In the office yesterday, we were all sitting around discussing the world of snowboarding. We were analyzing the impact of Shaun White. When did snowboarding go from a rebellious, anti-skiing, pants around your ankles, backwards hat wearing activity to a reputable, well-respected sport? Perhaps it’s both now, and perhaps Shaun White is the reason why we no longer associate snowboarding with punk teenagers. What’s interesting is that while we were having this conversation, we came upon Ryan Sexton’s article in the Hofstra Chronicle Online. His article goes perfectly with what we were talking about. Check it out, it’s called “Shaun White and snowboarding not getting well-deserved credit”:
“Snowboarding has come a long way since Jake Burton and his pals were bumming around Londonderry Vermont on makeshift planks. Though seeing boarders on the slopes no longer elicits the same mouth agape from skiers that it used to, the sport is still far from being America’s pastime.
Burgeoning at the heart of the sport is the dynamic 23 year old with sports most famous orange hair: Shaun White. What Olympic viewers and countless sports fans may not realize is the enormity of his gold medal win in February.
Part of the problem with extreme sports is perception. People see skateboarders grinding on church stairs or doing kick flips over railings at the mall and they resent the trick lingo and the apparent destruction of property. In 1995, the X Games, sponsored by ESPN, came onto the scene. At the time it was considered a risky investment for them. Now, extreme sports, which encompass things like skateboarding and snowboarding, bring in enormous revenue. Shaun White is the defacto leader of them, whether he likes it or not. Sadly, for all the progress extreme sports have made, they still have a long way to go.
Dr. J dunked from the Foul Line. Mark Mcgwire hit 70 home runs. These transcendent moments for some reason do not translate as well to extreme sports. While the average person might easily recount the aforementioned events, ask a passerby what a 900 is or who jumped the Great Wall of China on a skateboard, and you would get blank stares. Tony Hawk and Danny Way, respectively, performed athletic achievements beyond the scope of what was considered possible by pushing their bodies arguably further than those in conventional sports.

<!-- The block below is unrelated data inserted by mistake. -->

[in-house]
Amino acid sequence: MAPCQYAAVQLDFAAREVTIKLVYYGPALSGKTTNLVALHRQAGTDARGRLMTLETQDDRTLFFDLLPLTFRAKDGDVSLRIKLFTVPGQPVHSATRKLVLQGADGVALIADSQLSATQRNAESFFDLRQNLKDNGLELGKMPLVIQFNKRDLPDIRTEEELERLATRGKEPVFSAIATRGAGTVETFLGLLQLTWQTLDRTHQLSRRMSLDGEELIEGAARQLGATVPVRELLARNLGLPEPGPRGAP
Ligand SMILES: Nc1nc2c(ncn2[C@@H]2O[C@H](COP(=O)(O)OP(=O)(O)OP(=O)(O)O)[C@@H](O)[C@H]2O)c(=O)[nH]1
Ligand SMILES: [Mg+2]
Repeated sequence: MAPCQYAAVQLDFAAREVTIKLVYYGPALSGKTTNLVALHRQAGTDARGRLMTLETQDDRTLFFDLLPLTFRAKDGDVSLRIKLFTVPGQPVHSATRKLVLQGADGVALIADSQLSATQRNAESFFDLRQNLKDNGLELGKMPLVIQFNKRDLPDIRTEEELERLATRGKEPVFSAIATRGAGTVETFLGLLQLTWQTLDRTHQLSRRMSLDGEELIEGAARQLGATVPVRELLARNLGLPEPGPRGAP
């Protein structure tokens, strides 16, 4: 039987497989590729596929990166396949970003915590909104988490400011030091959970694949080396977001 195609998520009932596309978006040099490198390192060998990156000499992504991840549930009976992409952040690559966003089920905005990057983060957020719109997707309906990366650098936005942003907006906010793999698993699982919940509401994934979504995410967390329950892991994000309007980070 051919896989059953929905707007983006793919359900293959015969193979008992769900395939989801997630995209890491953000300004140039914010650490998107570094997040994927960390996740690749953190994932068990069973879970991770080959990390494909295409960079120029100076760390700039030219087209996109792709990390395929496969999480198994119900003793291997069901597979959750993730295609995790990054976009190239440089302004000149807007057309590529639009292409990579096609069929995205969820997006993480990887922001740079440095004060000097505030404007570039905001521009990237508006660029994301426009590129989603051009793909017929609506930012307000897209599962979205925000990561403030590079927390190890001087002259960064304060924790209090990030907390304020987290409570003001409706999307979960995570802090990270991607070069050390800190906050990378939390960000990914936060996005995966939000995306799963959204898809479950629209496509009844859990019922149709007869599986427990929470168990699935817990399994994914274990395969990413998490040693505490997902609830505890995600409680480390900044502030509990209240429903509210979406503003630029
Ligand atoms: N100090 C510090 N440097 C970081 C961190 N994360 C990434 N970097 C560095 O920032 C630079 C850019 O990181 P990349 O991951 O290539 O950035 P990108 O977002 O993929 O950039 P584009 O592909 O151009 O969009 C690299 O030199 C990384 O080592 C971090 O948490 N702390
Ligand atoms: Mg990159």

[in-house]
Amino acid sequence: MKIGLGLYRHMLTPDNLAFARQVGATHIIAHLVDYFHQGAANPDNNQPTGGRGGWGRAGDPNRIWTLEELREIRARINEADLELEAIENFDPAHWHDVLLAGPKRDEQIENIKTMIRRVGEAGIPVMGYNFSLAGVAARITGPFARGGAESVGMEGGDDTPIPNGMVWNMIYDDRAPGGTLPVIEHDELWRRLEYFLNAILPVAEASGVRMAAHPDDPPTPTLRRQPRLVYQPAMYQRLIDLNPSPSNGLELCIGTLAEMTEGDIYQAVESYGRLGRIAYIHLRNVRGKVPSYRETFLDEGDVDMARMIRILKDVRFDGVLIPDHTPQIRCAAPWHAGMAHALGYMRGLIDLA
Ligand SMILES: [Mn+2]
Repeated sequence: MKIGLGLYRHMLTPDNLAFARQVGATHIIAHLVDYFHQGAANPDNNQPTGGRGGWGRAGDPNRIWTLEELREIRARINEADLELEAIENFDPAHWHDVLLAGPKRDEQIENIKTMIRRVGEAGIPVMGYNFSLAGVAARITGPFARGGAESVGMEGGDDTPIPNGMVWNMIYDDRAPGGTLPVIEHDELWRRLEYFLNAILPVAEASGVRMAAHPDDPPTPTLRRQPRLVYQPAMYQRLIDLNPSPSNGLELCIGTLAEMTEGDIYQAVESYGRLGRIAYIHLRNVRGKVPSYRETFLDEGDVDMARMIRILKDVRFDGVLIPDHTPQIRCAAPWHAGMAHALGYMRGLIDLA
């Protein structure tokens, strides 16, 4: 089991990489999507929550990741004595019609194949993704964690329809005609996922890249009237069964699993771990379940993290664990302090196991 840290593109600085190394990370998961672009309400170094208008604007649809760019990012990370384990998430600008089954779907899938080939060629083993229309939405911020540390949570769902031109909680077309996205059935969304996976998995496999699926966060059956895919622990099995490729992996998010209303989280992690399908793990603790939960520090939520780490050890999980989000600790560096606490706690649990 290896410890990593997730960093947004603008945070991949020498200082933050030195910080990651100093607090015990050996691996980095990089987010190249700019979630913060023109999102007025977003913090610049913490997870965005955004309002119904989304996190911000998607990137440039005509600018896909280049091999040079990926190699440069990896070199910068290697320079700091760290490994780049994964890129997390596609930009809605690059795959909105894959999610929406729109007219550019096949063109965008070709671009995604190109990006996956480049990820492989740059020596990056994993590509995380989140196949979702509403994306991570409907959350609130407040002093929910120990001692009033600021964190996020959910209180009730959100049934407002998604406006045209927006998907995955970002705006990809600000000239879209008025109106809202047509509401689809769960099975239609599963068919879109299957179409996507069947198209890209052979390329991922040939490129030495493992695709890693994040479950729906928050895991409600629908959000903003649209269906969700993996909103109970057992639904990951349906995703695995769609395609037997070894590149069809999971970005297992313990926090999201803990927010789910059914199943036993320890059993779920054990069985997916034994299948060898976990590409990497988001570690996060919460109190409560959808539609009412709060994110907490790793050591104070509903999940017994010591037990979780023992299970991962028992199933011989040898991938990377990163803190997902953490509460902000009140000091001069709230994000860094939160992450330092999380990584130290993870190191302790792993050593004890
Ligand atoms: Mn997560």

At the same time, they received less recognition for it. The best part is White is doing even more than them. Imagine strapping your body onto a composite board with bindings that do not detach and dropping into a long pipe structure cut into the snow with walls so high they get vertical on both sides. Then imagine twisting your body 3 and a half times through the air while doing two back flips. By comparison, Michael Jordan had it easy.
Above all though, Shaun White’s greatest achievement was grabbing gold at this year’s Olympics. In the men’s half pipe, White was so utterly untouchable that his score was 3.4 points higher than Pitu Piiroinen, the silver medalist from Finland. White is the only reason why sponsors are interested in snowboarding. This year his routine was so feared that other boarders had to all learn a trick, the double cork, to remain competitive with him.
White is the reason why people no longer gawk at teenagers with boards strapped to their feet dangling under chairlifts or bark at kids with a skateboard and a dream. Without Alex Rodriguez, baseball would continue. Without Shawn White, snowboarding would never get off the chairlift.”